I read a terrific post yesterday from Shonali Burke titled Communicator, Sell - and Share - Thyself. She describes an event where communication professionals met with job seekers and offered resume advice. I offered a comment stating that it was a wonderful initiative, but asked that she consider spreading the word about a program I led when I owned my own firm between 1995-2000.
About 12 years ago, much to the chagrin of agency principals and HR professionals alike, I wrote an article that Paul Holmes published describing my interviewing policy. Since I believe in that policy today as much as ever, particularly during these economic times, I thought I'd pull it from the archives:
WHY WE INTERVIEW ANYONE WHO ASKS
INSIDE PR - September 15, 1997
Last week, we talked with several public relations firm principals to find out how cutting-edge firms are dealing with the challenge of attracting and retaining the best people. This week, one agency founder suggests a radical approach.
By Leo Bottary
In the fall of 1990, as the real estate market in New England plundered, I found myself without a job. I was laid off my position as director of public relations for a major real estate development corporation, and along with many in those days, found myself looking for work.
At the time, I was relatively self-assured about my background and experience. I had a good resume, strong portfolio, and several byline articles that I had written for various PR and industry trade books. I believed if I could just meet the employers face-to-face, then I could make a strong case for being hired.
I responded to ads, followed-up with phone calls, talked to recruiters, and exhausted my contacts. The competitive environment for communications positions was brutal. My greatest frustration was that I found securing actual face-to-face interviews next to impossible. It was six months before I actually found a job. Enough time to understand the feeling that comes from watching the business world function perfectly well without my personal involvement. I think I had three interviews during my entire search.
I promised myself that if the tables were ever turned, I would do whatever I could to give job applicants the opportunity to present themselves in person. Fortunately, the tables did turn, and since 1992 I have been in the position to hire people.
Today, we interview any person who calls our company seeking one.
Whenever I make that statement to people, their first reaction is: “How on earth do you have time?” What started out as a mission to keep a personal promise has turned into one of the most valuable initiatives for our organization. As a result, we make the time.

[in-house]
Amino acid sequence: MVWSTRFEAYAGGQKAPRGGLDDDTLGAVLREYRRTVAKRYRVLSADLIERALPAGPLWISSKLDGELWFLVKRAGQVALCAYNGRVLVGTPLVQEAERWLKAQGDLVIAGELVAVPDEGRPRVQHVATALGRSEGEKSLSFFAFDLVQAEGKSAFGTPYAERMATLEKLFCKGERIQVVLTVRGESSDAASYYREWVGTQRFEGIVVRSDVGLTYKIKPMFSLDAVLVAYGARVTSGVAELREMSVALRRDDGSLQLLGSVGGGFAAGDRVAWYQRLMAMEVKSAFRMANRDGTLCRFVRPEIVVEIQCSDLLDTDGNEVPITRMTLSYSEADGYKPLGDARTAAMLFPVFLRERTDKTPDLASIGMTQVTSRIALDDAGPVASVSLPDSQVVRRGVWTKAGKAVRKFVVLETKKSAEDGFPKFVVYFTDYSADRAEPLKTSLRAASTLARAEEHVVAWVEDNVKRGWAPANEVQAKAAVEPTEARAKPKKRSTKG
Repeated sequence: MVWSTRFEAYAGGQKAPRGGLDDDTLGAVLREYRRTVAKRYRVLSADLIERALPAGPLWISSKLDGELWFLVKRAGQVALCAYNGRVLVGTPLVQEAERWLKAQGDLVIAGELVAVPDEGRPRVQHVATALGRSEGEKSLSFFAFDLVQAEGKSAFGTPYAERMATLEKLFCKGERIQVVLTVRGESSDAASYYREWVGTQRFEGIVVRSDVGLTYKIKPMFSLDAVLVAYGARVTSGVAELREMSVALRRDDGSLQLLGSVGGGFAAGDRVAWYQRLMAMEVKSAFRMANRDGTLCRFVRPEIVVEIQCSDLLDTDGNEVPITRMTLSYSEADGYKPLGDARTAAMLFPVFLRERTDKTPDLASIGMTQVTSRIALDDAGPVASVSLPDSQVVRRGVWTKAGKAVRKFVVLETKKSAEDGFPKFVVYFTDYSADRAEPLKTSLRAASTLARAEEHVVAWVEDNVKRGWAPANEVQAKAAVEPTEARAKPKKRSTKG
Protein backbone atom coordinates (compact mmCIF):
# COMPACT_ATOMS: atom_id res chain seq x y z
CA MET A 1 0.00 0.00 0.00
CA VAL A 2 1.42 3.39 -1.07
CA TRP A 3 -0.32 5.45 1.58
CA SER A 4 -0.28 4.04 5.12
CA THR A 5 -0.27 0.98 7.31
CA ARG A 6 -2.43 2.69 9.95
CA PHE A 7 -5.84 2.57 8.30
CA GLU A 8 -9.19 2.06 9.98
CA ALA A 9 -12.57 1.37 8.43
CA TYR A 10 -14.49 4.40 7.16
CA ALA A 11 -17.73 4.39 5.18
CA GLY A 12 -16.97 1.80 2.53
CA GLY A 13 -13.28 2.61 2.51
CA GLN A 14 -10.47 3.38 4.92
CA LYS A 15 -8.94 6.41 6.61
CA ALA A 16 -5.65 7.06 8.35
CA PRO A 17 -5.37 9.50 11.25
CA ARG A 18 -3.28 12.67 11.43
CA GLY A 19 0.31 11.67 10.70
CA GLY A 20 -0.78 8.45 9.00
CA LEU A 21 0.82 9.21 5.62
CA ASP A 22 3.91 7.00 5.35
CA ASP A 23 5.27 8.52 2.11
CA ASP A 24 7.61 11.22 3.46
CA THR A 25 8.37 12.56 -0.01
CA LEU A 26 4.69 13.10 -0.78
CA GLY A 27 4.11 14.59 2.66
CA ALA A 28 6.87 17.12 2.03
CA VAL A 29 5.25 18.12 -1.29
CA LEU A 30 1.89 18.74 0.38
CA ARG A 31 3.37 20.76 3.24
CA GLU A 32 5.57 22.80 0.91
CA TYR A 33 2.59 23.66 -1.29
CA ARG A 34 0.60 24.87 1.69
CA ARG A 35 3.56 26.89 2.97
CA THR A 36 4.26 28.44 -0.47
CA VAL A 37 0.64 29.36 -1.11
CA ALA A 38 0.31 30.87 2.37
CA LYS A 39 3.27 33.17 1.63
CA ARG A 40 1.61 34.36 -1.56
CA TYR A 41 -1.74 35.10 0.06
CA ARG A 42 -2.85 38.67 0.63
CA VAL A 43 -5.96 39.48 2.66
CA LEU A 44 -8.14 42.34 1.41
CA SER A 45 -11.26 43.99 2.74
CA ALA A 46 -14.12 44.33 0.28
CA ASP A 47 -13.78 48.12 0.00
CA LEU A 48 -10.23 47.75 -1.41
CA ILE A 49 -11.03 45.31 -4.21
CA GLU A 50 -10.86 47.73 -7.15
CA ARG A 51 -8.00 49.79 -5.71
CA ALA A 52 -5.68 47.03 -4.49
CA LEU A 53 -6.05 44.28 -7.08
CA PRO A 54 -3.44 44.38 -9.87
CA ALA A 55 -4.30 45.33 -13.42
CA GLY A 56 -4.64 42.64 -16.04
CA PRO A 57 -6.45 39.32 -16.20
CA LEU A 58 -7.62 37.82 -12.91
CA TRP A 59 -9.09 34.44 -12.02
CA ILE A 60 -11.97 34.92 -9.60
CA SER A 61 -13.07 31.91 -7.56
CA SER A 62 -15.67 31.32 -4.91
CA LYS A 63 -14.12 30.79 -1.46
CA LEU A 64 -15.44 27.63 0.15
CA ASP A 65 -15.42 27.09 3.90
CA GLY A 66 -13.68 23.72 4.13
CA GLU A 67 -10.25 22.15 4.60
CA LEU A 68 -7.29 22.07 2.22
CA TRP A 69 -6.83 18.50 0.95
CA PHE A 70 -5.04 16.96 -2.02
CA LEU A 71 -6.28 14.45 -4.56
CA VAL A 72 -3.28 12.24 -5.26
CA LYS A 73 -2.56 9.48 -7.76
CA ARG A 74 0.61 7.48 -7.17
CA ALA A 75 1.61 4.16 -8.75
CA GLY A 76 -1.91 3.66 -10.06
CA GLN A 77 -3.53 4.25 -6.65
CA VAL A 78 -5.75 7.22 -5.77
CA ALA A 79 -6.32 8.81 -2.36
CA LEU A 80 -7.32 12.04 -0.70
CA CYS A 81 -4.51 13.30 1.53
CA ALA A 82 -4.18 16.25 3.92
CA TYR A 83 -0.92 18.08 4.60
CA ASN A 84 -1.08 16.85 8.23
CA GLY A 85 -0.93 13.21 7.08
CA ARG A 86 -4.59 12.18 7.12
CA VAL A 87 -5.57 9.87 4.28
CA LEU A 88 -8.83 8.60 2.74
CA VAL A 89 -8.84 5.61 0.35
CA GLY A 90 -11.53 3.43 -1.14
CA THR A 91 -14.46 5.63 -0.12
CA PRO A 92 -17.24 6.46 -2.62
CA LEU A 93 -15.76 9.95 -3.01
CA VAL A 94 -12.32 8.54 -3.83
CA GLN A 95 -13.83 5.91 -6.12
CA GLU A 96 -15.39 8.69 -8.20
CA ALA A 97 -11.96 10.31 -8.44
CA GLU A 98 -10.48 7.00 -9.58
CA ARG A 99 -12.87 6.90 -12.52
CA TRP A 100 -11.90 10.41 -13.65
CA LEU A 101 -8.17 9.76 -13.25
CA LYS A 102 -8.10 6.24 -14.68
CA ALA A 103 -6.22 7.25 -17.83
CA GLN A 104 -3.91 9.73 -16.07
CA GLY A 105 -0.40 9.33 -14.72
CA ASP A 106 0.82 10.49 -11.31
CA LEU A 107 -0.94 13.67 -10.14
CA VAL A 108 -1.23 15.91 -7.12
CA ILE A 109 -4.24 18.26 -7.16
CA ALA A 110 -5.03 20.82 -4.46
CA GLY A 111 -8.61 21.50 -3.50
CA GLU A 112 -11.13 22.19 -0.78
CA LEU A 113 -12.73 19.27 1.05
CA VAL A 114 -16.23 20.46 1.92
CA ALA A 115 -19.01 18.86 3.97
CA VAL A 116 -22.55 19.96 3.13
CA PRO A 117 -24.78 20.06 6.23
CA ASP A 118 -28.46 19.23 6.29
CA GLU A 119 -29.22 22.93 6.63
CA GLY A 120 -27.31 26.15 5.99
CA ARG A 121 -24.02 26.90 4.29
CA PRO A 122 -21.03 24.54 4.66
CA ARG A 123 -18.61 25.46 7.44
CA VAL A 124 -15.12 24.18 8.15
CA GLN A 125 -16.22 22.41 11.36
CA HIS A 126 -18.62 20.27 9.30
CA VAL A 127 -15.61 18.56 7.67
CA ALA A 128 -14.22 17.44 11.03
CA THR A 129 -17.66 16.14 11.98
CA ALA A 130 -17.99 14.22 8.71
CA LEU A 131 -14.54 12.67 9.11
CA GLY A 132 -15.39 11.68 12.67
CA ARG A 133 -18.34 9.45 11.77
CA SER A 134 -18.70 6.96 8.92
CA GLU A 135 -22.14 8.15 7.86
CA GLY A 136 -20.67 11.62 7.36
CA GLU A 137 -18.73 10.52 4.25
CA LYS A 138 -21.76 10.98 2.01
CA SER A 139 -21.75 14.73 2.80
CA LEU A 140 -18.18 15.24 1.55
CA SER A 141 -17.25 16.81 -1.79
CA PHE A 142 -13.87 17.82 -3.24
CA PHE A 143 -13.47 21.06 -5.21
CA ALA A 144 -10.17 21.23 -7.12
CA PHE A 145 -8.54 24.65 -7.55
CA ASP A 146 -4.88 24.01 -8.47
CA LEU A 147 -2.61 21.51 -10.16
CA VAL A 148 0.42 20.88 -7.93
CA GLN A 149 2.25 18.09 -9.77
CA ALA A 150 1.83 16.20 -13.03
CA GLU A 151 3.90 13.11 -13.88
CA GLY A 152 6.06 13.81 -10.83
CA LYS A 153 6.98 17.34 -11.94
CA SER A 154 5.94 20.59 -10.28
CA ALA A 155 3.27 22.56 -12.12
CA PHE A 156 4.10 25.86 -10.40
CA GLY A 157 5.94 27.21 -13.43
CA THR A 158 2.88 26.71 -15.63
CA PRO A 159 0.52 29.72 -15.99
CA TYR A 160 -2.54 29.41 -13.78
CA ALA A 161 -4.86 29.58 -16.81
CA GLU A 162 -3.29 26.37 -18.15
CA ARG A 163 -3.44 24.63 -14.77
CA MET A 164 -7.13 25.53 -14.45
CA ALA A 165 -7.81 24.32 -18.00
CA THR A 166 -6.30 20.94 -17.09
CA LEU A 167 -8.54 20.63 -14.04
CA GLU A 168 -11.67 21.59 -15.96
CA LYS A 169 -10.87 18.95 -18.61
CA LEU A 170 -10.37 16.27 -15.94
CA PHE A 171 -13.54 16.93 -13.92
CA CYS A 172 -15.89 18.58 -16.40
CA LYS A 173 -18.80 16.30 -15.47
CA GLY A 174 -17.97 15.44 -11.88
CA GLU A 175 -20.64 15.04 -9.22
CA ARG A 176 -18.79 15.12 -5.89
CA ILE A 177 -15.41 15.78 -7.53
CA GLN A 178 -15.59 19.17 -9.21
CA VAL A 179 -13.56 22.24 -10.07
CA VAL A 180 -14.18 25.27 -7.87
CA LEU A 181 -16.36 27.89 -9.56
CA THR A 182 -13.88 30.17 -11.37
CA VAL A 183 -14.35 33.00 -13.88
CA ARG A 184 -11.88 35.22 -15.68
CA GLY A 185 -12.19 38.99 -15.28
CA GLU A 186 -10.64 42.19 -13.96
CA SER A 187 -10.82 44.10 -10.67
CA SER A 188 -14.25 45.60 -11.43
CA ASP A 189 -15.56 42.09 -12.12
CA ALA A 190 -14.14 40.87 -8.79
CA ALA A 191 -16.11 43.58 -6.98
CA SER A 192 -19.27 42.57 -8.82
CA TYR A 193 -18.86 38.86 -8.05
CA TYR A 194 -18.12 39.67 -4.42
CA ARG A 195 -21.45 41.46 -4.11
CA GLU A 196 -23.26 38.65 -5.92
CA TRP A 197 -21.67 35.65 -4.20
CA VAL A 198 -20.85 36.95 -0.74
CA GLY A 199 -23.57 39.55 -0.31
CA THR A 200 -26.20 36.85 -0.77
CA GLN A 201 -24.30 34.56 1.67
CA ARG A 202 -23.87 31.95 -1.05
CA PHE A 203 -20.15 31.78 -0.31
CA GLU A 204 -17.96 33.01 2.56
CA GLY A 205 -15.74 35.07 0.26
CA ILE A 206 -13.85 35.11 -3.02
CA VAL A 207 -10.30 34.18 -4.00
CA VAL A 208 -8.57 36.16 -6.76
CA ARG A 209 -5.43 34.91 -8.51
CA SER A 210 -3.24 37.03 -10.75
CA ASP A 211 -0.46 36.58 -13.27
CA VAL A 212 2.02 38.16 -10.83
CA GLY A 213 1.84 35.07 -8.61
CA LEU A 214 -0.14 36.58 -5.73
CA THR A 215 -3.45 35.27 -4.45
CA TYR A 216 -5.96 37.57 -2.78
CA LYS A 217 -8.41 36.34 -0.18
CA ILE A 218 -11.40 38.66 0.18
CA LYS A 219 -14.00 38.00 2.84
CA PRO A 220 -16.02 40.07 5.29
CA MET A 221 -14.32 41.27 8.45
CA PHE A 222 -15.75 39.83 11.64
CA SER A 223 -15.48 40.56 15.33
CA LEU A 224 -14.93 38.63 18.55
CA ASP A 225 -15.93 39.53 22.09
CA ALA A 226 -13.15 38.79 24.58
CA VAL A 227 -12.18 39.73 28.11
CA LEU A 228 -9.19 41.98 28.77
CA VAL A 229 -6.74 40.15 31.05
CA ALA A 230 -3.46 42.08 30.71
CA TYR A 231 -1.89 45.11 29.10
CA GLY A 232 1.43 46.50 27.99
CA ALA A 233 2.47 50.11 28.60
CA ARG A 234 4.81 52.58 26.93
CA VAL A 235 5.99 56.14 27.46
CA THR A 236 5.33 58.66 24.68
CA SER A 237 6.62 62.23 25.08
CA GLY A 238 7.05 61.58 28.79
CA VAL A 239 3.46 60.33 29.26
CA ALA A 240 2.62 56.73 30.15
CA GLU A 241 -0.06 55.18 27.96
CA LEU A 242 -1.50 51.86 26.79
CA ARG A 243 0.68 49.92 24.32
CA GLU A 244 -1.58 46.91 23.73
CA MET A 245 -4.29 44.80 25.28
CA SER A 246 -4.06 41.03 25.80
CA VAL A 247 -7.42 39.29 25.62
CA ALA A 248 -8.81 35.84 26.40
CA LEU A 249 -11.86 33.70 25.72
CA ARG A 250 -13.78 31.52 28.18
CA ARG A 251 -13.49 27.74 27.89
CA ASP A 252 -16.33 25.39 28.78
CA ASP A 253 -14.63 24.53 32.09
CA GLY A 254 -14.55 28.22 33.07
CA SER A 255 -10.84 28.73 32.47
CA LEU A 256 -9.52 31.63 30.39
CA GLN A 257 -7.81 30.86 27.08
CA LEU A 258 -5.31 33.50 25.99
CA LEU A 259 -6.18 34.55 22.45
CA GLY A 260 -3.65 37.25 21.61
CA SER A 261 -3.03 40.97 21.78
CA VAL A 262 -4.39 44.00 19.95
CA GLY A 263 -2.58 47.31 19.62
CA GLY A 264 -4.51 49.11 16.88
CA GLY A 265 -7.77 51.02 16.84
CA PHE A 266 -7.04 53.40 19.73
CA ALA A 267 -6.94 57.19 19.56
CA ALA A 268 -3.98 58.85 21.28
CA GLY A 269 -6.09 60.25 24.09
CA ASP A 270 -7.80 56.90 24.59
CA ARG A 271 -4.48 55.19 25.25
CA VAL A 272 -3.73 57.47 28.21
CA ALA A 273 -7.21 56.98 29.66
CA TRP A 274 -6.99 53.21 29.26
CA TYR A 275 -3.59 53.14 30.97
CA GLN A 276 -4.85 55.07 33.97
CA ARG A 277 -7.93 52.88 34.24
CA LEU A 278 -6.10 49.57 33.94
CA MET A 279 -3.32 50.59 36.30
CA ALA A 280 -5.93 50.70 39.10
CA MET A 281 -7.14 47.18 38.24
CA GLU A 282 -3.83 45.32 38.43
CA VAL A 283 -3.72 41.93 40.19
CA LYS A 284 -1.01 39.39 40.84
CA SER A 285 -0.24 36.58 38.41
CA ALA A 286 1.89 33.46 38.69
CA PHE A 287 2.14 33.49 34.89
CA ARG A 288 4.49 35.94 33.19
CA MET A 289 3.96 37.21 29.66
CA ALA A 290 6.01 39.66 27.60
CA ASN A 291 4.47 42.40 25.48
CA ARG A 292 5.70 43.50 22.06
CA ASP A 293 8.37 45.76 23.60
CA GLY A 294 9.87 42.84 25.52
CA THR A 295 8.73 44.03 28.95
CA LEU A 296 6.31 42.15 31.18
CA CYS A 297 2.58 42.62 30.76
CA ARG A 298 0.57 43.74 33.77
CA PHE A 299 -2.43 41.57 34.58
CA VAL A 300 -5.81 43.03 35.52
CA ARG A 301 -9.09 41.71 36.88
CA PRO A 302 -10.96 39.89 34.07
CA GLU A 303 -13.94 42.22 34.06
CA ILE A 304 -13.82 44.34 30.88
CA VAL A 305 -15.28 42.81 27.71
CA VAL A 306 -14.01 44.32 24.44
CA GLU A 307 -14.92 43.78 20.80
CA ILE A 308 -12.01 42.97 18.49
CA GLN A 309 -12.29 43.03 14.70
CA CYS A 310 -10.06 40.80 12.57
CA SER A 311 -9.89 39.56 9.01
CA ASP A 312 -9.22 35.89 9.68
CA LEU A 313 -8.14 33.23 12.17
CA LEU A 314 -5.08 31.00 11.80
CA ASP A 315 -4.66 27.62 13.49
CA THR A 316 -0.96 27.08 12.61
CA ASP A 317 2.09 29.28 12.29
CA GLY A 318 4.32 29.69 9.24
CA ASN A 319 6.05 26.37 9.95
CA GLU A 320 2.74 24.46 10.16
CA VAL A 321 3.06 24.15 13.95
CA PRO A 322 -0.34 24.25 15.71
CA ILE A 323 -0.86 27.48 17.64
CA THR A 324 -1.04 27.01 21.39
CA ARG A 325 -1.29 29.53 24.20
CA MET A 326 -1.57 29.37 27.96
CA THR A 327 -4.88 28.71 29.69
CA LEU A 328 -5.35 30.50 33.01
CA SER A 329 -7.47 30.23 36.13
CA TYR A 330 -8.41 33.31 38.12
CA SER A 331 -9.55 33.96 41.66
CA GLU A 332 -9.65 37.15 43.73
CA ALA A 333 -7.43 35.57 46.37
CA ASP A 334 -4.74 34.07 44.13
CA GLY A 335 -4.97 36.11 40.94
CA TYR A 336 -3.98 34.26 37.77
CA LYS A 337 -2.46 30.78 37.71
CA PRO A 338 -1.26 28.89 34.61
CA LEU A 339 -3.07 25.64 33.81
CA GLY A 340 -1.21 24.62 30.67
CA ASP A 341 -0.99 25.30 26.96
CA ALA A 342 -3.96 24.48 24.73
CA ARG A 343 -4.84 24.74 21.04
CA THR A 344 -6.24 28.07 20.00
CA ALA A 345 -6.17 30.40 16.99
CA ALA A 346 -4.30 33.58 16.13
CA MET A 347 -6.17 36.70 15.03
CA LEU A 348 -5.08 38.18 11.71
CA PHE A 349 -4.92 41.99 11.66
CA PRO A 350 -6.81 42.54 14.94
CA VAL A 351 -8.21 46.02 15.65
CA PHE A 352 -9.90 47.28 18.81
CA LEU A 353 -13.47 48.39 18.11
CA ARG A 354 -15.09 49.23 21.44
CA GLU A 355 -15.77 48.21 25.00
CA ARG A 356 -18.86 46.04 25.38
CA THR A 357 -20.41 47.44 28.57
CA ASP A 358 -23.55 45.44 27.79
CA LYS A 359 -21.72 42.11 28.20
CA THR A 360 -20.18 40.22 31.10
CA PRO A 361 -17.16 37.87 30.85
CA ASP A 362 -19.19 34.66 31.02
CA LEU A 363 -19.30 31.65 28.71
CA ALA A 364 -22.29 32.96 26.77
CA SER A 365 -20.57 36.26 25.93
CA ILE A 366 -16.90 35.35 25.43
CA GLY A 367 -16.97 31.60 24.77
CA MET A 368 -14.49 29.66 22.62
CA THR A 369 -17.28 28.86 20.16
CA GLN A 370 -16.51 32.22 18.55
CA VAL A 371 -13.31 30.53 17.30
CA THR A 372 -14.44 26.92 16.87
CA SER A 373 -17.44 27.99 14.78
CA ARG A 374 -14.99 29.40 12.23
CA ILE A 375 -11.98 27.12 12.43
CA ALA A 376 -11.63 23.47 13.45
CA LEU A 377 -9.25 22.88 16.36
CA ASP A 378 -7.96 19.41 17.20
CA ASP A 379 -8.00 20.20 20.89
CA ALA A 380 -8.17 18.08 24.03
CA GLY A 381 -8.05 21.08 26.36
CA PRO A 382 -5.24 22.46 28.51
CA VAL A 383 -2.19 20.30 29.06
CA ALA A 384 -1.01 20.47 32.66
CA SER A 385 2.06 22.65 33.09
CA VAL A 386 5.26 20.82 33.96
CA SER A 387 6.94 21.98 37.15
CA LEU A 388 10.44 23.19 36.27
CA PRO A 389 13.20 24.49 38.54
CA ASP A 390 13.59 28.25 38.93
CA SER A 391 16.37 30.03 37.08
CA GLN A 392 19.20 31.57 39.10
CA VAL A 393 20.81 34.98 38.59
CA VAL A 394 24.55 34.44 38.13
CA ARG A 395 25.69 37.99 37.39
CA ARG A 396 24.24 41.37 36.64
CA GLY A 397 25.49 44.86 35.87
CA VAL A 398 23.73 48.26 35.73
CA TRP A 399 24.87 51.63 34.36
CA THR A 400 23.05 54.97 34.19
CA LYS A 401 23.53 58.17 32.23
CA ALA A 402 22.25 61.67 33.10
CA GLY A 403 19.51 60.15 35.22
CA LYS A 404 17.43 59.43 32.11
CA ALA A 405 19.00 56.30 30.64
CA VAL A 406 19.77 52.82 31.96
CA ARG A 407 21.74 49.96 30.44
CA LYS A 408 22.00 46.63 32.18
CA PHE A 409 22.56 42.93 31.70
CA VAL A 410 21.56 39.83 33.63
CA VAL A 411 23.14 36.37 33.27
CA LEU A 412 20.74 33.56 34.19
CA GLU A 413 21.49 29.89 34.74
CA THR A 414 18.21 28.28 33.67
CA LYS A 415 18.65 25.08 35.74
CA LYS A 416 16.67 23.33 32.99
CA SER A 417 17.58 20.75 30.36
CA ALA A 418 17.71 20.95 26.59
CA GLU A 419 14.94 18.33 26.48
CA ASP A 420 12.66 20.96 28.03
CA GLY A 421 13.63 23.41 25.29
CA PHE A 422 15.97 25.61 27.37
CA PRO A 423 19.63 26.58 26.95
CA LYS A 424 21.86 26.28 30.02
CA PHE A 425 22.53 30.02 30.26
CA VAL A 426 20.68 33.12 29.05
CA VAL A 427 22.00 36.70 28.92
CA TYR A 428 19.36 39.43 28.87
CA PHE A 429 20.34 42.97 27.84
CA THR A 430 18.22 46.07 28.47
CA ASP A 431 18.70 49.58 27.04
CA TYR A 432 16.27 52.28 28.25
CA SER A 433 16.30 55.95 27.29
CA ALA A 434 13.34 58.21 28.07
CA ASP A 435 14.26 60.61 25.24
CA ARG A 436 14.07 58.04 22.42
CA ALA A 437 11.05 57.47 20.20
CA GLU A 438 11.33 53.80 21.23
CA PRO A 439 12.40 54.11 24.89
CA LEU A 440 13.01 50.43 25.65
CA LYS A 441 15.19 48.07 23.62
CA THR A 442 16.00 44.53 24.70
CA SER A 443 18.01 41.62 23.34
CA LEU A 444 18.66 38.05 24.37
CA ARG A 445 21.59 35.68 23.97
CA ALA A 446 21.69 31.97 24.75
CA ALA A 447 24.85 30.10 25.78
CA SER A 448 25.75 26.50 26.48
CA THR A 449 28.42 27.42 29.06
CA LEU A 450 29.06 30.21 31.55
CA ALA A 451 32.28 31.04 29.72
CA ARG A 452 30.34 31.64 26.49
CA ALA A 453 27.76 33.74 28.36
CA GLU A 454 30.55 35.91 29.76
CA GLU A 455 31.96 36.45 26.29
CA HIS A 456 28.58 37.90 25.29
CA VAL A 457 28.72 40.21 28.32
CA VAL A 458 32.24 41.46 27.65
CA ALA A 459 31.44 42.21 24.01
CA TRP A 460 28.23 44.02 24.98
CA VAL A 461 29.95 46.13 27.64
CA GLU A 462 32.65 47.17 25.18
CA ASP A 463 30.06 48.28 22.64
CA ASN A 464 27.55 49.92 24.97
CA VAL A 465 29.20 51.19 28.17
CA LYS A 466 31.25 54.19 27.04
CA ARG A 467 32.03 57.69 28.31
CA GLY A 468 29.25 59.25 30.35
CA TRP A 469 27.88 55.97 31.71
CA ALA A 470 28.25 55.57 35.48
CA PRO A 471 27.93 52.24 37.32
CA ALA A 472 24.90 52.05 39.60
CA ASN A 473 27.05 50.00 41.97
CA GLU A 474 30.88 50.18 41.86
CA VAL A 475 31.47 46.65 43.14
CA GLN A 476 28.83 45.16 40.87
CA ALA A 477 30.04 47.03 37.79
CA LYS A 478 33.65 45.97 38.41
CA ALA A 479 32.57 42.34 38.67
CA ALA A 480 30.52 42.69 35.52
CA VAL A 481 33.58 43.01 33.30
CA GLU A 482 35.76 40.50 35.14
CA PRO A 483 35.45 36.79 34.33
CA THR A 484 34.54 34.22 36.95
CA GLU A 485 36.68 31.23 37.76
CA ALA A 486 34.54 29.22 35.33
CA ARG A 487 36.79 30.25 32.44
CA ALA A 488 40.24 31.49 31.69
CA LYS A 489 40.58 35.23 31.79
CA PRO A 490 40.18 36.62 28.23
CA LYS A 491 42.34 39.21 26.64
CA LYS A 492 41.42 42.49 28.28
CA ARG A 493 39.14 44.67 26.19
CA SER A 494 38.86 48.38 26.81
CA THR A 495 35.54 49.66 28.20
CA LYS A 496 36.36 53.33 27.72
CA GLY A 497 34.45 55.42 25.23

Here are the reasons for our interview policy:
• It keeps us informed of all the talent available in our market. Situations can change quickly. It keeps us a step ahead, whether we need to fill a permanent position or find a specialist for a short-term assignment.
• It’s consistent with our mission of serving as a public relations resource. We want to be a PR resource for everyone; we don’t discriminate against job applicants.
• Every person I’ve hired since 1992 has been as a result of this process. No advertising costs. No executive recruitment fees.
• Major corporations and other organizations in the area are aware of our policy. We receive calls frequently asking for recommendations and resumes. (Remember our “PR Resource” mission?)
• It sharpens the interview skills of all our employees who participate.
• These applicants eventually get jobs. Not necessarily with us of course, but better still, companies which can hire us. Individuals who’ve remembered that we gave them the time when others wouldn’t have rewarded us on numerous occasions.
• It’s proven to be great PR for our firm.
• It’s the right thing to do. We’ve all been on the other side of the desk.
We talk to students, people wanting to change careers, individuals who are unemployed or currently employed and actively looking for work in the public relations field. We make the time by simply establishing a few ground rules. All such interviews are conducted between 8:00 – 8:30 a.m. They last no longer than 20 minutes, and we are up-front with the individuals that while we may not have an opening, we’d be happy to learn about them, talk about our firm, and provide an overview of what’s happening in our market.
While this process may still seem frightening to some, it’s well worth it. We are continually delighted by the quality of people we meet and the level of talented PR professionals residing in our community. As for me, I’m grateful for every day that I have an office from which to work.
As I reread the piece today, I wouldn't change a word. You could do a world of good by taking 20 minutes of your day, at least once a week, to offer your ear and your counsel to a person looking for a new job. You could make an enormous difference in someone's life and in all likelihood help your own business in the process. If you like the idea for yourself, start as soon as you can and use the power of social media to spread the word. If you have any questions about it, please share them as a comment! Thanks!
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